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Former Investigator: "If there are no buyers, there is no sex trafficking"

George Hodan

This program originally aired on July 26, 2018.

Human trafficking - illegally transporting people for forced labor or commercial sex - is one of the world’s largest criminal industries found in every state, including Iowa.

In Iowa alone, “in any given month, there are about 1,000 ads on the internet for commercial sex,” says Stephen O’Meara, a retired human trafficking coordinator with the Nebraska Attorney General's Office. “Of those, about 18 percent are at high risk of being victims of sex trafficking, so that’s roughly 180 [people]. Forty-six percent are at high risk and moderate risk of being victimized in sex trafficking. And actually up to 70 percent of those 1,000 or 700 people show indicators of being victimized.”

On this edition of River to River, Ben Kieffer talks with O’Meara about the challenges in prosecuting these cases, why this goes mostly unnoticed and unreported, and what government and private agencies can do to curb trafficking and help victims.

“Law enforcement simply has to do a better job than it is doing,” he says. “Not only in terms of ramping up proactive enforcement but also learning how to establish a genuine trust relationship with the persons being victimized.”

O’Meara adds that we need to address the demand for commercial sex. Part of curbing that demand is a change in community values.

“If there are no buyers, there is no sex trafficking,” he says, “so if you want to start somewhere, that’s really a place to begin. Secondly, [we need to do] a better job as a society at looking at the vulnerabilities that characteristically expose people to being victimized.”

O’Meara lists some of the vulnerabilities that lead some young women and men into being kidnapped, or trafficked.

“Runaways are highly at risk. People suffering from mental health issues, people suffering from intellectual or cognitive dysfunction, addiction, poverty, especially homelessness, and other things which tend to isolate people” says O’Meara. “We simply don’t pay enough attention to that and do enough about that.”

Kristina Glackin

Kristina Glackin, a human trafficking survivor now living in Marion, says she was vulnerable at the time she was trafficked. She grew up in foster care and had a parent dealing with addiction.

Glackin was living in Las Vegas at 18-years-old when she was approached by a man who became her friend over a series of weeks. One day, he asked her to travel to a concert in Los Angeles with him. When they got there, he took her I.D., held her up at gunpoint, and starved and drugged her for several days. Eventually she was coerced into selling herself to commercial sex buyers over the course of several days.

“Hopelessness doesn’t even explain it,” Glackin says. “It’s just pure darkness. You know, just of, ‘No one will ever find me, no one will ever see me again, no one knows where I am.’”

After telling her story to several of the buyers, finally a man named Adam listened and helped her escape.

Glackin said she knew that she was safe once Adam helped her make a call to her mother. The next call was to law enforcement.

“I was not treated very well by authorities at all,” Glackin says. “They didn’t arrest me or say I was a prostitute. They knew my story was true, yet, the stigma. […] This officer said to me, after telling her everything, this is all she took away was, ‘Your mom let you live in Las Vegas alone at 18?’"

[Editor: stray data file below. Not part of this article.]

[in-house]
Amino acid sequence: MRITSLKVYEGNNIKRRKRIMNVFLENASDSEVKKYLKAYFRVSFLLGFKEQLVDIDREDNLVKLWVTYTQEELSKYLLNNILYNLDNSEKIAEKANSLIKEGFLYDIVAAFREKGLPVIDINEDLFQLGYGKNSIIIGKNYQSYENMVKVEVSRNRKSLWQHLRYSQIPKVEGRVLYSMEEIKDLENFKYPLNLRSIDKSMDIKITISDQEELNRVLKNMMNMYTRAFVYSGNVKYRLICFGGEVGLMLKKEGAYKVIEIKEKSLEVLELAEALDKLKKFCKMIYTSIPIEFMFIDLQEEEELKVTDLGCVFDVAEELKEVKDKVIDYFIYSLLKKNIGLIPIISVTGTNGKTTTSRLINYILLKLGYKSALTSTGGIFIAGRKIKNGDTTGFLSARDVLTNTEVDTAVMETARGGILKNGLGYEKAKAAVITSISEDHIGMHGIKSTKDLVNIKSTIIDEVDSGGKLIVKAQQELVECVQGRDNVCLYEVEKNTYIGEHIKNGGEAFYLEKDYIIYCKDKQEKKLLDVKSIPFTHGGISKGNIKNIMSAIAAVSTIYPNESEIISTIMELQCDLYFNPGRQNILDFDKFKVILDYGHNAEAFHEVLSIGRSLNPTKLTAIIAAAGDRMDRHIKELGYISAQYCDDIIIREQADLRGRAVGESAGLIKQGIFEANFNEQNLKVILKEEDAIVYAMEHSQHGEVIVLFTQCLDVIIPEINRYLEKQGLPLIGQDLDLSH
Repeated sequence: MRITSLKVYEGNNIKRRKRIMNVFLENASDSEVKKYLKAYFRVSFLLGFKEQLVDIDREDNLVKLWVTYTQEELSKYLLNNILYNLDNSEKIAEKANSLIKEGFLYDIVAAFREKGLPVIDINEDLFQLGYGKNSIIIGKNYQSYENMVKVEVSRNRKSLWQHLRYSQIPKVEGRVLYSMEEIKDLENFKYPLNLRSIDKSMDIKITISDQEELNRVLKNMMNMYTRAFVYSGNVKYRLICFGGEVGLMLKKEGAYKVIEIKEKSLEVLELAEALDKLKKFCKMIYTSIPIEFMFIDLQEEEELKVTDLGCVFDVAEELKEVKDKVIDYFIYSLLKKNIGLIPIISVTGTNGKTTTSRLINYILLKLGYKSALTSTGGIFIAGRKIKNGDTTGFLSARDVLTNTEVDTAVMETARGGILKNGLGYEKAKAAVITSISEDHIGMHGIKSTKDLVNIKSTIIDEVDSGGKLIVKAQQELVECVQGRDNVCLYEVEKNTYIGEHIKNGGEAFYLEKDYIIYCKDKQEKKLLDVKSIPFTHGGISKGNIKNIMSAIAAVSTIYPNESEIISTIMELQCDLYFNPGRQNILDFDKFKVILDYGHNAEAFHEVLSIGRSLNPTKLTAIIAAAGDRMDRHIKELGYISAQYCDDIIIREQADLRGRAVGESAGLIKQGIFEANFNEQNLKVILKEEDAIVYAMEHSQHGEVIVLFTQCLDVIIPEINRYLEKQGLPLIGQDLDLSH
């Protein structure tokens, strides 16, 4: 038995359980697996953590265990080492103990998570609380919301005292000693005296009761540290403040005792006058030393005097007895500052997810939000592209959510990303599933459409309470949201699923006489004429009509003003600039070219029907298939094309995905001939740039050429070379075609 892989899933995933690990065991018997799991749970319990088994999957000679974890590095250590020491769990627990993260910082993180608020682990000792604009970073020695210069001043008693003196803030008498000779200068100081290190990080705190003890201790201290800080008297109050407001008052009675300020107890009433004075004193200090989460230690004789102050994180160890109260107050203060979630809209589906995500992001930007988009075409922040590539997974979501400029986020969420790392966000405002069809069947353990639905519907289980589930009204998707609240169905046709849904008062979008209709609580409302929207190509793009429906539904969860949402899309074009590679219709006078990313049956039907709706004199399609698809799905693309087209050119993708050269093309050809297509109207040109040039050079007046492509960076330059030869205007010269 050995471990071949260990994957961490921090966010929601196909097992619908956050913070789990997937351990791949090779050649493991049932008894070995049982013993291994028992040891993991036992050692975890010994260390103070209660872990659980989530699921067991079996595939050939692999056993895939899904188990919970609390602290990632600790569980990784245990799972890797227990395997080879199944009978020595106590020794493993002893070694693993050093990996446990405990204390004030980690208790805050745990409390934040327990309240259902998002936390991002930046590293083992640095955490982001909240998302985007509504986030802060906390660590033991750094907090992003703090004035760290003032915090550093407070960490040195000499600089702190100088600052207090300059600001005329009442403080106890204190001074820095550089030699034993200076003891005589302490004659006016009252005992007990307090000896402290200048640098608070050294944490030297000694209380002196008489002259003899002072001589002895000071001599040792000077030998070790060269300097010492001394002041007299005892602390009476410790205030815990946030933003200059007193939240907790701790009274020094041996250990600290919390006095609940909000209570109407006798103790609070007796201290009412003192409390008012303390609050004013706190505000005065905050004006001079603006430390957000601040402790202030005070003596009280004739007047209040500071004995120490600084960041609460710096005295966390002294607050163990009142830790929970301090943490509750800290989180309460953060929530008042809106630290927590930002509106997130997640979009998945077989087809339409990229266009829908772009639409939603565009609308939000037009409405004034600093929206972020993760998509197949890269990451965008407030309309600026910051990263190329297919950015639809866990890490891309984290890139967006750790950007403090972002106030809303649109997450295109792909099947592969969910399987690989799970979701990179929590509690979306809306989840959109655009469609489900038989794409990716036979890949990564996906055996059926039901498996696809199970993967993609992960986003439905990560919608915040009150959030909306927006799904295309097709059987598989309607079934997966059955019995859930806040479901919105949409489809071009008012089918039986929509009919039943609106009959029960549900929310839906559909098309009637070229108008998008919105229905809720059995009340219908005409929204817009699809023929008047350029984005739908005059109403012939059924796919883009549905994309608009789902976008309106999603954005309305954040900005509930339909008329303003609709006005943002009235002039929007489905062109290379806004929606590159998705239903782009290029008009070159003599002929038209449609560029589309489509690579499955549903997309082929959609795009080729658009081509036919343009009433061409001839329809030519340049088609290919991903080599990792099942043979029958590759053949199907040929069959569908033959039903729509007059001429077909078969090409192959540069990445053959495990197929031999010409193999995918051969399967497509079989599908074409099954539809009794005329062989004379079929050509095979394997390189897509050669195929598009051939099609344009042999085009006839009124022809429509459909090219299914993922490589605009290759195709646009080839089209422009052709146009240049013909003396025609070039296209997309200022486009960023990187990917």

Glackin says, “I was technically an adult, and I should be able to do that without risk of being held against my will and forced to sell myself. It wasn’t my mother’s fault.”

As far as Glackin knows, the traffickers who held her captive were never caught.

For years after that traumatic experience, Glackin suffered in silence. She was plagued with post-traumatic stress disorder, anxiety, and panic attacks. Then, one day, she prayed.

“One night I just cried out to God,” says Glackin. “I always knew God existed, but I just thought he hated me because of everything I had gone through, but God didn’t put me through that. God brought me through it.”

“I woke up the next morning with this peace and this joy, like I had just experienced love for the first time.”

Glackin has not had a panic attack in years now, and she helps other victims of sex trafficking work through their trauma through the Iowa-based group Chains Interrupted.

“I am so glad that God saw it fit for me to live and to turn my pain into a purpose,” she says.

In addition to talking with O’Meara and Glackin, Kieffer also interviews Sister Shirley Fineran of St. Francis of Dubuque, who is working to open a home for victims of sex trafficking, called the Lila Mae House.

It will be a place of healing, and a place where victims can understand, “that somebody really cares about them and loves them,” she says.

“I know that is hard for people who have been traumatized to realize because they haven’t experienced that necessarily in their life. To be given the skills to be able to be an independent person and to make good choices, and really just understanding what trafficking is. A lot of them don’t understand what has happened.”

She adds that, “Deep trauma is something I’ve come to understand just will always be part of a person’s life. Even though there may be a lot of healing and a lot of self-sufficiency, that deep trauma will always be there.”

Fineran is also the founder of the nonprofit Siouxland Restoration Center and an assistant professor of social work at Briar Cliff University in Sioux City. She is currently raising funds for the Lila Mae House via GoFundMe.

You can reach the National Human Trafficking Hotline at 1-888-373-7888. The Iowa Helpline can be reached by dialing 1-800-770-1650 or texting "IOWAHELP" to 20121.

Ben Kieffer is the host of IPR's River to River